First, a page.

The Family Tragedy: Antigone Essay

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A tragedy is defined as a dramatic composition, often in verse, dealing with a serious or somber theme, typically that of a great person destined through a flaw of character or conflict with some overpowering force, as fate or society, to downfall or destruction. The play Antigone by Sophocles displays many qualities that prove to form into the epitome of a tragedy. Tragedy is usually marked with a person of great standing—in this case, a King—who falls because of hubris, or extreme pride. Antigone proves to live up to both of these definitions which is proven through its themes. Sophocles uses many techniques in this tragedy to contribute to the overall theme. This theme is accomplished by creating emotions in the readers to evoke the …show more content…
Their autonomy is manifest in their repeated rejections of living filial association and it is marked by the singularity of their respective laws…Antigone is ‘manifestly unable to articulate anything remotely resembling a ‘universal rule’ by which her conduct would have been guided.’” Frank’s description of Antigone’s and Creon’s behavior shows that both characters have chosen to guide themselves on contrasting self-laws, which form the conflict that the characters have with each other. Antigone’s civil disobedience is a refusal to obey the law made by the King on moral grounds. Antigone states, “Nor could I think that a decree of yours-- / A man—could override the laws of Heaven / Unwritten and unchanging” (453-455). She also states that the laws of the Gods “are eternal; no man saw their birth” (457). She fears “the gods’ tribunal” (458) more than she fears Creon’s judgments on her. Although she knows that she will be punished by losing her life due to her disobedience, she knows that this is more morally sound that if she does obey him. Creon makes the mistake of sentencing Antigone and is therefore punished by the Gods. Had Creon not denied Antigone the right to bury her brother, the tragic events that unfold, such as Antigone’s, Haemon’s, and Eurydice’s tragic suicide.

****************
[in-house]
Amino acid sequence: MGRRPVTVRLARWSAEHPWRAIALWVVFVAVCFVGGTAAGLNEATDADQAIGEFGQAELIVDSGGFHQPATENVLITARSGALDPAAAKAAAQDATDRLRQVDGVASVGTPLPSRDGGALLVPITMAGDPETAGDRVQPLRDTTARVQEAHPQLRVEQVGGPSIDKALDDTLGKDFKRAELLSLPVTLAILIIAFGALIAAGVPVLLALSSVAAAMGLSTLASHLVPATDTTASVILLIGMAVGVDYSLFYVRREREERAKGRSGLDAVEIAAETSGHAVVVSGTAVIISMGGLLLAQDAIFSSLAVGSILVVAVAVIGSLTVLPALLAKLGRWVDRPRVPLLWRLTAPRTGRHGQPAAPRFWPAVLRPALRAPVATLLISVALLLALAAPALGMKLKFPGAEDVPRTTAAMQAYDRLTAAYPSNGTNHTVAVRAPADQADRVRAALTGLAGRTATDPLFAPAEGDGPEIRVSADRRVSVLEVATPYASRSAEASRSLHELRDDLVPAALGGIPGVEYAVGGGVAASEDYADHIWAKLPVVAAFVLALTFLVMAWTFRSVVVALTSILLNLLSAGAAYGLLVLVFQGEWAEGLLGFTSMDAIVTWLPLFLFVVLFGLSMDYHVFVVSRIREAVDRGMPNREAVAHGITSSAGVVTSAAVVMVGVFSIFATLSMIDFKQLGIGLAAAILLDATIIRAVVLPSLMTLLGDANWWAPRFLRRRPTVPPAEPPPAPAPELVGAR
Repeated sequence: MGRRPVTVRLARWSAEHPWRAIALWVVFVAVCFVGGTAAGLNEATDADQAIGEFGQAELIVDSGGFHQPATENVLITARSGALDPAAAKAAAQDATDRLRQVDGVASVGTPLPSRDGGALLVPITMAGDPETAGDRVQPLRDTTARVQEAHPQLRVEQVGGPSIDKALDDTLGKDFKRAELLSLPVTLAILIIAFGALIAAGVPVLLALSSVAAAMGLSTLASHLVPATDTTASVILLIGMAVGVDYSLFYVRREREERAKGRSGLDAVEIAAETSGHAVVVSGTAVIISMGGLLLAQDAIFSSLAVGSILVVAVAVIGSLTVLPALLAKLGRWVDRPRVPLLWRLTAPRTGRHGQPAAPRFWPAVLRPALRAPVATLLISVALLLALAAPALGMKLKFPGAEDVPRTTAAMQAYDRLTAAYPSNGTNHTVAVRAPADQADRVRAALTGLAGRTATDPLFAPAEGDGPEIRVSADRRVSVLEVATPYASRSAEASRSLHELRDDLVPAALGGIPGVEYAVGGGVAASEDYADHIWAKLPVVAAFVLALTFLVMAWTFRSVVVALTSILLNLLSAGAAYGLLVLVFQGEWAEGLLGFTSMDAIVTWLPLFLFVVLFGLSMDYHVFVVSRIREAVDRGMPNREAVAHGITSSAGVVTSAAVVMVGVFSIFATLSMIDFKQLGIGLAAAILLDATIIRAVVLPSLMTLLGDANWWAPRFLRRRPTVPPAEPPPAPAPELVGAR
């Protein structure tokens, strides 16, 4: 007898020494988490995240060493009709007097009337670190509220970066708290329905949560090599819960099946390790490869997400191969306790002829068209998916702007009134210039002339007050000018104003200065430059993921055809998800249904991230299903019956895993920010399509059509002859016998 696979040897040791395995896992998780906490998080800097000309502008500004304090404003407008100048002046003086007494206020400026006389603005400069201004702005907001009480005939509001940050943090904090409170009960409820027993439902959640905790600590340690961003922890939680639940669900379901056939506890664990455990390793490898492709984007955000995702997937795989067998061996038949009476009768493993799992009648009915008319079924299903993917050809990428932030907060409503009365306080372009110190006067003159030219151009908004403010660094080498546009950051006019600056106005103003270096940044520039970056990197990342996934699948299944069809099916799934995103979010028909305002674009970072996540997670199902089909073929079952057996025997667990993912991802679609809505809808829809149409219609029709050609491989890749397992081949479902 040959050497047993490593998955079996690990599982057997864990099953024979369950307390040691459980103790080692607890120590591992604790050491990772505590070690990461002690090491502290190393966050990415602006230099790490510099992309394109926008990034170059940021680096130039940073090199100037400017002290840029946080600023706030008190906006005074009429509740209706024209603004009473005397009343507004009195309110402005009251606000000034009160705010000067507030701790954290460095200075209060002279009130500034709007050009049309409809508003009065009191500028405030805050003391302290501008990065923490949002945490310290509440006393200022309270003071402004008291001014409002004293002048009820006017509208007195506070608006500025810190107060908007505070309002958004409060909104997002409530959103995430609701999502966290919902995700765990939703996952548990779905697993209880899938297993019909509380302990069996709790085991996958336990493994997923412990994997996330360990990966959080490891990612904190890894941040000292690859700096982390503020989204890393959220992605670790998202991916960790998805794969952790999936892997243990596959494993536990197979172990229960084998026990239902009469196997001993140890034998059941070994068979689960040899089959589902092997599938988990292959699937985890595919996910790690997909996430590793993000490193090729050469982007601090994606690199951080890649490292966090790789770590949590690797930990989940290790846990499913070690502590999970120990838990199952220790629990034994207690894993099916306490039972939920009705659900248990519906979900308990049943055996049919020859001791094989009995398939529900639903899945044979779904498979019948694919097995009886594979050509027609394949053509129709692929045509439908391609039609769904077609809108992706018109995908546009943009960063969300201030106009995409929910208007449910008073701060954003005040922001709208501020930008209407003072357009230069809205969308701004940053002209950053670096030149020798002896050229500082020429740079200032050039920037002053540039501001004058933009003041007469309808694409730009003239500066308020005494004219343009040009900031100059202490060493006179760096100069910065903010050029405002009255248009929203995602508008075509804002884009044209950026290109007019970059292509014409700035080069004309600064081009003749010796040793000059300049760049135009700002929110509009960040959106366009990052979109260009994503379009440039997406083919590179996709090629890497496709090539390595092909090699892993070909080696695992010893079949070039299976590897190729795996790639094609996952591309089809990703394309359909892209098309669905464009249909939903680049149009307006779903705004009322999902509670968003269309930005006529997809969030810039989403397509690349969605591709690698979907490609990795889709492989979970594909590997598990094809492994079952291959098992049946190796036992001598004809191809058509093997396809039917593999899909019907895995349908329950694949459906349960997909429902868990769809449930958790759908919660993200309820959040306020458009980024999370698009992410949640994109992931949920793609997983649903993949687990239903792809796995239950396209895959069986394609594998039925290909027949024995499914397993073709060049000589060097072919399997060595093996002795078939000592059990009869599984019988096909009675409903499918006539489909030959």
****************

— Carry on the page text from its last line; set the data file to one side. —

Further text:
Another major theme in Antigone is the struggle with power due to femininity issues. In ancient Greek culture, it was common for

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